11. The polycrystalline diamond wear element as recited in claim 1 wherein the first position is within a first region of the body, and the second position is within a second region of the body, and wherein the first and second regions have a combined thickness of from about 150 to 1,850 microns.
12. The polycrystalline diamond wear element as recited in claim 11 wherein the first region has a thickness of about 125 to 600 microns, and the second region has a thickness of from about 125 to 1,250 microns.
13. The polycrystalline diamond wear element as recited in claim 11 wherein the first and second regions are substantially free of added carbide.
14. The polycrystalline diamond wear element as recited in claim 1 wherein the transition material has a carbide content greater than about 50 percent by weight.
15. The polycrystalline diamond wear element as recited in claim 14 wherein the transition material has a carbide content of about 55 to 90 percent by weight.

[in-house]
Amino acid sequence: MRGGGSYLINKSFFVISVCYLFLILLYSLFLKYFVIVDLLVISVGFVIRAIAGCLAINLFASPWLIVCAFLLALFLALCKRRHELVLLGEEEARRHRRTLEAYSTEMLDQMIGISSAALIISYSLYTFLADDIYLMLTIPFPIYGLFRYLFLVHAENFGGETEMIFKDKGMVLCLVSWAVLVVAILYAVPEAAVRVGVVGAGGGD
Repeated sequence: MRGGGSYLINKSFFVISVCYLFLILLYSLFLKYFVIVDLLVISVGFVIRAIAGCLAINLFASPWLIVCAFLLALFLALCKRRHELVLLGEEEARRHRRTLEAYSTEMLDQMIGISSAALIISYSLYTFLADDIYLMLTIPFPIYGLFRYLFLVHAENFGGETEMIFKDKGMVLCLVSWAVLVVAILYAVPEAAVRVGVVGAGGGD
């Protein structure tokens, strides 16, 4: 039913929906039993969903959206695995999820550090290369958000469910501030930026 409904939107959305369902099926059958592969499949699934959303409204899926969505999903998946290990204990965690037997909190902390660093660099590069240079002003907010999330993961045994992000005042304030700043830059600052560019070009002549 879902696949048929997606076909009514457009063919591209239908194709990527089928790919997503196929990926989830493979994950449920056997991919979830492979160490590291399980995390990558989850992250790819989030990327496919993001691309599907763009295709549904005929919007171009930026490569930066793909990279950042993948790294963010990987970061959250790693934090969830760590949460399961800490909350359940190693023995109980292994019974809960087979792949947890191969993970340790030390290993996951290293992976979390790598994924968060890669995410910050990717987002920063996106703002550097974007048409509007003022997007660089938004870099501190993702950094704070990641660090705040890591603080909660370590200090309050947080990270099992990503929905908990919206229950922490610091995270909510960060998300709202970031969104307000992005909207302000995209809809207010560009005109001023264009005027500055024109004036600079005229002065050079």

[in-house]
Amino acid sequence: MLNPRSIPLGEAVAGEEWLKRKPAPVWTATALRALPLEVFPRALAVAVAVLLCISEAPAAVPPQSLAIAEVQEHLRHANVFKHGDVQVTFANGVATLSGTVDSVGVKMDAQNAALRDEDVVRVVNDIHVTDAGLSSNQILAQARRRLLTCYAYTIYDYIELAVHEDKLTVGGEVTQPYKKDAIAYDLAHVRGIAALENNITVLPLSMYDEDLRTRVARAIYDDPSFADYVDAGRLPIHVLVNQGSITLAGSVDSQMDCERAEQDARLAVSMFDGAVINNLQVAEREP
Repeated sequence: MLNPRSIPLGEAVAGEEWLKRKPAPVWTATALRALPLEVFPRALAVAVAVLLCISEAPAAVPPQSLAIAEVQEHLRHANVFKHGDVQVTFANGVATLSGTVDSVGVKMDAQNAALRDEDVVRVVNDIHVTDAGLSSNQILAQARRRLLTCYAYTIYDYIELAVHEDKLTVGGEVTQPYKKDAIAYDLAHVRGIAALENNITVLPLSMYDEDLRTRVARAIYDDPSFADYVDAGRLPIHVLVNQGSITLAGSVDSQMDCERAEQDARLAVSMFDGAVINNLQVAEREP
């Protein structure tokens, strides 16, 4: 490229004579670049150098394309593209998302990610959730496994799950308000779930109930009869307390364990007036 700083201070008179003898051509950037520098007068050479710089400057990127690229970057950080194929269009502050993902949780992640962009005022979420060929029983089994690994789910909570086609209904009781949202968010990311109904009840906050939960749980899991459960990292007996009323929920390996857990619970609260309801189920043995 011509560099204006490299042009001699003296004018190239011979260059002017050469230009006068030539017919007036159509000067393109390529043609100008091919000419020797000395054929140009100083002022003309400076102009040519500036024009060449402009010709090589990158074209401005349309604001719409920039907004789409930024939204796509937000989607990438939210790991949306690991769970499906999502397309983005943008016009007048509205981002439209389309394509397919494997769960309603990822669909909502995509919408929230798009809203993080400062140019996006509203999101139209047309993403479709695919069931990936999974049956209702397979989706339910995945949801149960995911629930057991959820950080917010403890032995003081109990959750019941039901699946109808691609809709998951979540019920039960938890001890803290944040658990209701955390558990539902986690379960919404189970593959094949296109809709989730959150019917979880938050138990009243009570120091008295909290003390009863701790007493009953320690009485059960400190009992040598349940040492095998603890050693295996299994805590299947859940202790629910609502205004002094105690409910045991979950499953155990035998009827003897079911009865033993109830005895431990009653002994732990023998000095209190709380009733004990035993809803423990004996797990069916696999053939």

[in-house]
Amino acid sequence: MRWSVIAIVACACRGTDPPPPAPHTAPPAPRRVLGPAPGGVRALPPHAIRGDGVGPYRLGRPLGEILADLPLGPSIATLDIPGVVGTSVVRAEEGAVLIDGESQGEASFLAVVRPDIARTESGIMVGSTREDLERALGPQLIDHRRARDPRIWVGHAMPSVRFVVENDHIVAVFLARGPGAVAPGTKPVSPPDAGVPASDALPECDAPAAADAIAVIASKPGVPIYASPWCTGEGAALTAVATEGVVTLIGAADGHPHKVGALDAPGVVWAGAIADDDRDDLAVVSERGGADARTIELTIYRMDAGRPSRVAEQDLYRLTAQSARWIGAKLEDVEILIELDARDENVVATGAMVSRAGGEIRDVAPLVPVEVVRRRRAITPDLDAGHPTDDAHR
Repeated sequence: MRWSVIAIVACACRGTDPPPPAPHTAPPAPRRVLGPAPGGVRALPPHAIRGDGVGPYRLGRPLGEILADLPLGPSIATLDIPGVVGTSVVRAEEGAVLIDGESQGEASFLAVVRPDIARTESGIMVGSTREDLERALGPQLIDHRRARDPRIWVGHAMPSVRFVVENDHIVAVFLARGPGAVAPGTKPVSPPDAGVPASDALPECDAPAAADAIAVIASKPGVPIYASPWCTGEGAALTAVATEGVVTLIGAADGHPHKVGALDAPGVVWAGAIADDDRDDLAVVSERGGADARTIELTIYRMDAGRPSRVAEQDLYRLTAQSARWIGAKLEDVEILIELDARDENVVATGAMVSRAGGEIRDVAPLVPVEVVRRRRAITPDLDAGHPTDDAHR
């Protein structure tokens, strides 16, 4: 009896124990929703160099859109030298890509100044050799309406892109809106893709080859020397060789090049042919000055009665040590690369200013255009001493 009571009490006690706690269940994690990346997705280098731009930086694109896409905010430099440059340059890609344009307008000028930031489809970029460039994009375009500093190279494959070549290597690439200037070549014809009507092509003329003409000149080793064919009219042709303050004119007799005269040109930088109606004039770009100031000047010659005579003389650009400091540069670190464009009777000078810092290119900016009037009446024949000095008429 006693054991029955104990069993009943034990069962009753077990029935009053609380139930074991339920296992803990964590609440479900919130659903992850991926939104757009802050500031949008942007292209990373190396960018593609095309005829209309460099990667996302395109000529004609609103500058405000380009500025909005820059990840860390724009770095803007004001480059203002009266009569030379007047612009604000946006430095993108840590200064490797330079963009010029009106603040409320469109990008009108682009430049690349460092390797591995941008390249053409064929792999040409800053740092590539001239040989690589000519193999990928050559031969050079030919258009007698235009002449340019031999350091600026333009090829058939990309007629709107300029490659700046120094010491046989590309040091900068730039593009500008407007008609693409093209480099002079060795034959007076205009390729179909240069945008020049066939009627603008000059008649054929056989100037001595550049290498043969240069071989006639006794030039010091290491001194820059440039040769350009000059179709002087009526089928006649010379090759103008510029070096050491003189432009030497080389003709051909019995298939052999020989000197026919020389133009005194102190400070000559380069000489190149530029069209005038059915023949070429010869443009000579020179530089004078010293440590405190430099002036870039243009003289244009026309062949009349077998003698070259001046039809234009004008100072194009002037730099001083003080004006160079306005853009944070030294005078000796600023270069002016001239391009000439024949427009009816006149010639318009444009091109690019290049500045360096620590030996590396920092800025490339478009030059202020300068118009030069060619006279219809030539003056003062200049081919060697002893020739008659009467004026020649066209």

16. The polycrystalline diamond wear element as recited in claim 14 wherein the first region is substantially free of added carbide, wherein the second region has a carbide content of less than about 15 percent by weight.
17. The polycrystalline diamond wear element as recited in claim 1 wherein the transition material comprises a first region and a second region moving from the diamond body to the substrate, wherein the first region comprises a higher amount of the metal binder and a lower amount of carbide than the second region.
18. The polycrystalline diamond wear element as recited in claim 17 wherein the first transition material region has a carbide content of about 65 to 75 percent by weight, and wherein the second transition material region has a carbide content of about 80 to 90 percent by weight.
19. The polycrystalline diamond wear element as recited in claim 1 wherein the transition material comprises a first region and a second region moving from the diamond body to the substrate, wherein the first region comprises a lower amount of the metal binder than the second region.